Earl Woods was a black man who passed on his love of a game to his son.
Tiger Woods may have never
acknowledged what race he was, but there was no doubt of what his
father was, and the game of golf saw Tiger through the prism of his
Nigger pathology is something America, black
and white (and now Brown and Yellow), has yet to overcome. “We Shall
Overcome” was the mantra of the 20th Century Civil Rights, and we have
overcome a few things (not many). But one thing we, fo’ sho’, have not
overcome is this Nigger pathology.
In the second part of this series, I want to
examine why African Americans, Blacks, Negroes, Negritudes (whatever we
choose to call ourselves) can’t seem to escape the word Nigger—and its
No matter what you think (or how you think)
about this discussion on eradicating these words (and according to your
e-mail responses, the discussion is now a national one), we cannot deny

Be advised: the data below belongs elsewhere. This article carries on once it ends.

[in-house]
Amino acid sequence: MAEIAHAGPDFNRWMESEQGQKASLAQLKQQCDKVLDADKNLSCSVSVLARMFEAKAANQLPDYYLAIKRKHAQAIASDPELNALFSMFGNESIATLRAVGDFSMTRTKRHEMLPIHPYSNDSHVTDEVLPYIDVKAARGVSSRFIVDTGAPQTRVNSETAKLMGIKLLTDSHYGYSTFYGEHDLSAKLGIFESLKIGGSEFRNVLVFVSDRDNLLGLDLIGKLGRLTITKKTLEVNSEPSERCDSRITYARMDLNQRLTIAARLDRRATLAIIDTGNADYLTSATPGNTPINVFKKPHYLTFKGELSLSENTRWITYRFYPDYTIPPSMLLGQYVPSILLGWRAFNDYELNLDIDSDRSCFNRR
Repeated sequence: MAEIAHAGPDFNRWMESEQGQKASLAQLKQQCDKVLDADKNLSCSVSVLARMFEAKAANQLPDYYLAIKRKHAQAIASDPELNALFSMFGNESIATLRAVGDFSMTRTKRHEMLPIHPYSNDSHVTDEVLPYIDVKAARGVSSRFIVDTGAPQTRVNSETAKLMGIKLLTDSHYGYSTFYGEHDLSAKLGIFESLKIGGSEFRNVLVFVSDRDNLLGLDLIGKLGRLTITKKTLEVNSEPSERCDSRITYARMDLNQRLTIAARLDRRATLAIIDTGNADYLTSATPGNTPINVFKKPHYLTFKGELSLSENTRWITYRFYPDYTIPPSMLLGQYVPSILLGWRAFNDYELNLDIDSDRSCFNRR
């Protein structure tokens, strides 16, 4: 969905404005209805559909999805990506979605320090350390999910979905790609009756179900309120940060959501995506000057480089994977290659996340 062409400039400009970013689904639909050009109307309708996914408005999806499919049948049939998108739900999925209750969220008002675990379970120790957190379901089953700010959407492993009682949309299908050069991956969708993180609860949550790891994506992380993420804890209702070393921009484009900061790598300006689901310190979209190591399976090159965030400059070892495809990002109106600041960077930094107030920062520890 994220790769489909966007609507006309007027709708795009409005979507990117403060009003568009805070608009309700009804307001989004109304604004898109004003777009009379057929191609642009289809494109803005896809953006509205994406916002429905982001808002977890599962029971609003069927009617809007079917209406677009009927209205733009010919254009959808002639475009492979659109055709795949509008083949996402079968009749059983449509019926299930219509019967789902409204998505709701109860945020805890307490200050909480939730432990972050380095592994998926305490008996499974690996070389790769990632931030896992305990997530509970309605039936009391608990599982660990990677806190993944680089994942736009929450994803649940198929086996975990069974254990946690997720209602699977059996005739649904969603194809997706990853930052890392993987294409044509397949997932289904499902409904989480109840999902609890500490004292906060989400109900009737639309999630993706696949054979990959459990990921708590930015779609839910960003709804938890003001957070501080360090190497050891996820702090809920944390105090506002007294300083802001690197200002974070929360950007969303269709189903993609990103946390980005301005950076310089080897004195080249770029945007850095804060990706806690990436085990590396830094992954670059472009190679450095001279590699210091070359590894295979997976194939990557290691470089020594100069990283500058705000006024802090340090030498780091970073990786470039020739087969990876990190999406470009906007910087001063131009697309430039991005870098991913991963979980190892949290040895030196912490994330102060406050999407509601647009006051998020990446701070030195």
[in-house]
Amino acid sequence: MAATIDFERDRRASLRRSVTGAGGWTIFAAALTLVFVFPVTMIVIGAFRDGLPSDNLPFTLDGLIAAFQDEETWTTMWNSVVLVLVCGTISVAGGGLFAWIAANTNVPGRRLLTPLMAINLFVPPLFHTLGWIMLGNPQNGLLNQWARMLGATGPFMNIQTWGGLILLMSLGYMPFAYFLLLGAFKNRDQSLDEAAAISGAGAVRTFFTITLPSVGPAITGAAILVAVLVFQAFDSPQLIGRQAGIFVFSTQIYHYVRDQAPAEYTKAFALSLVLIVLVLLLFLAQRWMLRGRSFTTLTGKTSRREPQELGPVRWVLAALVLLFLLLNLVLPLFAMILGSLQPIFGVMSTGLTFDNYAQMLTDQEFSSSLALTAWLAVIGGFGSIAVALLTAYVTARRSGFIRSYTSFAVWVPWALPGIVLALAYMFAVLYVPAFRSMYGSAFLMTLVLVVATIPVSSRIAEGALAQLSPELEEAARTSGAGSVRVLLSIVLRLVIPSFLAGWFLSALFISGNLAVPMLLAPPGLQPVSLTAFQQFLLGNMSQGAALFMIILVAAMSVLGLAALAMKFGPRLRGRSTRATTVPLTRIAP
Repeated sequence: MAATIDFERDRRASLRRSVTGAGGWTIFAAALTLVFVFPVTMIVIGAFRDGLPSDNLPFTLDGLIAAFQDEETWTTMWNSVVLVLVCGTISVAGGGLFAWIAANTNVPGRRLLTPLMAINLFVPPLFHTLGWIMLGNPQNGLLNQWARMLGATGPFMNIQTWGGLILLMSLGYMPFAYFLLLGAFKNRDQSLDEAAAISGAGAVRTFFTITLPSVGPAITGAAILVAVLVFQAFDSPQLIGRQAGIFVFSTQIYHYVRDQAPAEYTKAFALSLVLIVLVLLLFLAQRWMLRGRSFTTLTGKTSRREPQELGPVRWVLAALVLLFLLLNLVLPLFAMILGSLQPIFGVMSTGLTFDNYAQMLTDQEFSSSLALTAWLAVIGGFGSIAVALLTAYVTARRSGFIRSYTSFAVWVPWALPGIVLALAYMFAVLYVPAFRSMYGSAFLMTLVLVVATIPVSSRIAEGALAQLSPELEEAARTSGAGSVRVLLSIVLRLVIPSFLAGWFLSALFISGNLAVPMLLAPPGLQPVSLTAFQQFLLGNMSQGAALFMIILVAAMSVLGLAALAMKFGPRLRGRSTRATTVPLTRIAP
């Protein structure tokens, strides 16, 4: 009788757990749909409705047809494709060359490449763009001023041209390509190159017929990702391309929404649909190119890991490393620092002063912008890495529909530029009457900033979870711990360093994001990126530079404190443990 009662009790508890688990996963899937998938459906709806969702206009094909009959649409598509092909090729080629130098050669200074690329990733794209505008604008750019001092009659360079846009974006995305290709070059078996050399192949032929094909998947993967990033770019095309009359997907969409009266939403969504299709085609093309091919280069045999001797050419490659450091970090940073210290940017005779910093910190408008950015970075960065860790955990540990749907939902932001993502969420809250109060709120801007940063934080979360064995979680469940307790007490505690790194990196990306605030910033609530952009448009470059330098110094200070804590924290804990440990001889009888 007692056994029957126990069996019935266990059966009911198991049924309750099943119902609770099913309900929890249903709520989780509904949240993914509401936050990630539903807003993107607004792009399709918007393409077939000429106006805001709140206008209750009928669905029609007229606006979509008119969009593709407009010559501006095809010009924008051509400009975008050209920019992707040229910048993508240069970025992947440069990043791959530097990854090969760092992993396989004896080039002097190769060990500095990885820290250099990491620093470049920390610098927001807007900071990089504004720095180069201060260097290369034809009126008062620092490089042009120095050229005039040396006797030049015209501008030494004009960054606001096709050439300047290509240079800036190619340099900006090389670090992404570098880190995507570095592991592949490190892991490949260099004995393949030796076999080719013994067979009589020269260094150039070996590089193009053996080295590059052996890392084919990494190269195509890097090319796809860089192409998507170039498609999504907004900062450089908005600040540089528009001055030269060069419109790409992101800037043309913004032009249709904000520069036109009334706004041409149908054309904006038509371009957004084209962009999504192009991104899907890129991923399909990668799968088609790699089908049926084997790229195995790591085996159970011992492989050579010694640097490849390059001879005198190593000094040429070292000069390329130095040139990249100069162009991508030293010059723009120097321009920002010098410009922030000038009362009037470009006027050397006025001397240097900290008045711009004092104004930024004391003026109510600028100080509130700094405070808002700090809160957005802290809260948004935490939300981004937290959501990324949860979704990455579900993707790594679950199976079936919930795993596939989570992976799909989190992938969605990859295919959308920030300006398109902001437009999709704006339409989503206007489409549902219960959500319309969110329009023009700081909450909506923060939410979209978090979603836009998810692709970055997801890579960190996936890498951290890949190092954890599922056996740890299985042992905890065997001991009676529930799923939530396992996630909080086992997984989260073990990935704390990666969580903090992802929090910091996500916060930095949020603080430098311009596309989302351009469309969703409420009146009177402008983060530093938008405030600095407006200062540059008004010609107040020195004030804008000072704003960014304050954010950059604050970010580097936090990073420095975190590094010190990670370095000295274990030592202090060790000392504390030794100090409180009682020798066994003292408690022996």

what African Americans, as a people, have become as a result of a four
hundred year effort to frame Blacks in a sub-human context and
marginalize their equality.
Niggerism is just not an invention of sub-human capacity, it’s a
circumstance that many Blacks, in most cases, choose not to overcome.
Many of our people act a certain way and call being it “hard” or
“keeping it real,” but only become examples of how the media and
mainstream wants to portray the whole race.
As Africans in America, those of us who
understand the struggle know that it is important to highlight the most
courageous of us. It is important to magnify those of us who step into
an arena where none of us have walked before. When one of us blazes a
path, we talk about how that person has "opened a door" for others who
will come later.